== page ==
New bill: ‘Suspension from classes’

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New bill: ‘Suspension from classes’

Students who repeatedly violate rules at schools will be pulled from classes for a certain period as an alternative to corporal punishment so teachers can regain authority in the classroom, officials said yesterday.

The Cabinet approved a bill that would make “suspension from classes” the second highest disciplinary measure against students, next to expulsion.

Under revisions to the enforcement ordinance for primary and secondary education, students who repeatedly engage in such bad behavior as tardiness, carrying banned belongings, smoking, taking drugs, disrupting classes and vandalism, even after undergoing community service and taking a special education program, will be suspended, education ministry officials said.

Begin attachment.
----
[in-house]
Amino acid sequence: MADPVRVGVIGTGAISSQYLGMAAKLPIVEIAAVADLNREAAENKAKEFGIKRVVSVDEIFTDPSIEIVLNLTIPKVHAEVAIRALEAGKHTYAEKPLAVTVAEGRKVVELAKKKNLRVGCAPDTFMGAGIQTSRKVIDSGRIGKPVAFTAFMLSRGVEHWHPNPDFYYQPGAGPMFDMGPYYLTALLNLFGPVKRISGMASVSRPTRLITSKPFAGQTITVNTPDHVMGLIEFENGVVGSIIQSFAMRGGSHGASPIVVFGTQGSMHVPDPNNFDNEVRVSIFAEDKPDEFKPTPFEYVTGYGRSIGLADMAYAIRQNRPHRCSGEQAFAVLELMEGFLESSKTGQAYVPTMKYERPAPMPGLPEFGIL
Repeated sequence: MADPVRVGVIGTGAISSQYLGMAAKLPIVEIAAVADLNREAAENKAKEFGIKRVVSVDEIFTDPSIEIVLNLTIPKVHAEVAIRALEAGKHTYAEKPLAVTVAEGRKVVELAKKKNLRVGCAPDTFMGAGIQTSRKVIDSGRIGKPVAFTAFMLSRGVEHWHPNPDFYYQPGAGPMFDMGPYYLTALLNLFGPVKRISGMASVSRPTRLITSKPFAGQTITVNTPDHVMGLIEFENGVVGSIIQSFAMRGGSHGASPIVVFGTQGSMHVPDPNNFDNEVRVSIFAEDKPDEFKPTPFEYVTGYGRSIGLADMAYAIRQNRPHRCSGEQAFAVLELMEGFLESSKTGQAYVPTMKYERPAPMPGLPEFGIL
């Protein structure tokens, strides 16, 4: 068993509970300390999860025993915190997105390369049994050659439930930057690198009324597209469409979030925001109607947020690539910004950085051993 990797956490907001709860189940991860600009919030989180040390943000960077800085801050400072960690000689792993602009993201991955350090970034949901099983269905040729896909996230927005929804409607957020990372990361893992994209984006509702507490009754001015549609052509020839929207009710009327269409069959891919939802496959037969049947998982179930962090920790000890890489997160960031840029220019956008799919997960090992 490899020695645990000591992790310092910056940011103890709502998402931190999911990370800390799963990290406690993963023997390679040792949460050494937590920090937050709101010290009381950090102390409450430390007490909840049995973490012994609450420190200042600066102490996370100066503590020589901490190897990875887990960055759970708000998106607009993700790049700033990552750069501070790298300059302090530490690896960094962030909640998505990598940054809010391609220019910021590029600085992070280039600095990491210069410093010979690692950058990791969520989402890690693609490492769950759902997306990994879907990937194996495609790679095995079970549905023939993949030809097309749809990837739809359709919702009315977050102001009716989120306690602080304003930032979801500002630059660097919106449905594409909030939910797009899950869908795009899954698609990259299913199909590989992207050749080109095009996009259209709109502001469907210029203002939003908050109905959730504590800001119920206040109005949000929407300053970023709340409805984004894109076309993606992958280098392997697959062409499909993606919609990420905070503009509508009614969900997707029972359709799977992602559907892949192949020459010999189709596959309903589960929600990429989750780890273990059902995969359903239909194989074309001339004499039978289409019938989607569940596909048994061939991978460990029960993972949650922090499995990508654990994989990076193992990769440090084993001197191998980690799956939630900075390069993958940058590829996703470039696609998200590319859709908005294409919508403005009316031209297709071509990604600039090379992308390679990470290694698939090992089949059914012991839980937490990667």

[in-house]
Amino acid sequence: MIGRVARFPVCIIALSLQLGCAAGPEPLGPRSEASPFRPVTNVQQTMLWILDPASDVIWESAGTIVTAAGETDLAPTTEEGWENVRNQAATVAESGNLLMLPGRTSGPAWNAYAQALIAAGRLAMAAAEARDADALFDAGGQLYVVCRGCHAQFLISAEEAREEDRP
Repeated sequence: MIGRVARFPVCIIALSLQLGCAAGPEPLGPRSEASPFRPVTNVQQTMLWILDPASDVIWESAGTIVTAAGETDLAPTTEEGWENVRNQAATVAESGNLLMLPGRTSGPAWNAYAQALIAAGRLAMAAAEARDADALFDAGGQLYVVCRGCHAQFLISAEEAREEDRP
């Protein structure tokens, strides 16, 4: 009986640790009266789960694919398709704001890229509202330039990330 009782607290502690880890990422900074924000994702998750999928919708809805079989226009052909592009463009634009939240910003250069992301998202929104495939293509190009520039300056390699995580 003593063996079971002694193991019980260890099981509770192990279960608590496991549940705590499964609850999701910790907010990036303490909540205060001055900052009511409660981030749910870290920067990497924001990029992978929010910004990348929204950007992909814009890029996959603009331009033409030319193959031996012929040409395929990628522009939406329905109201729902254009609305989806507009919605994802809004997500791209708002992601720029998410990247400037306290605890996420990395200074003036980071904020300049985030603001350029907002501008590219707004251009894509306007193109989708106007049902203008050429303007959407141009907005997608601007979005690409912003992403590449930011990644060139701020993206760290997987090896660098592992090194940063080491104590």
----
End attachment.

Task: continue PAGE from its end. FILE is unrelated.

The students will be kept from attending classes for up to 30 days a year in 10-day stretches.

A similar “suspension” system existed before, but the new system is different in that suspended students are provided with counseling and other educational programs at outside institutes, the officials said.

The Ministry of Education, Science and Technology in January started taking steps to ban corporal punishment and introduce other forms of punishment, including push-ups, walking laps around a track and standing at the back of the classroom, following a series of decisions by local educational authorities to ban corporal punishment.

The National Human Rights Commission, however, opposed the proposed alternatives early this month.


Yonhap
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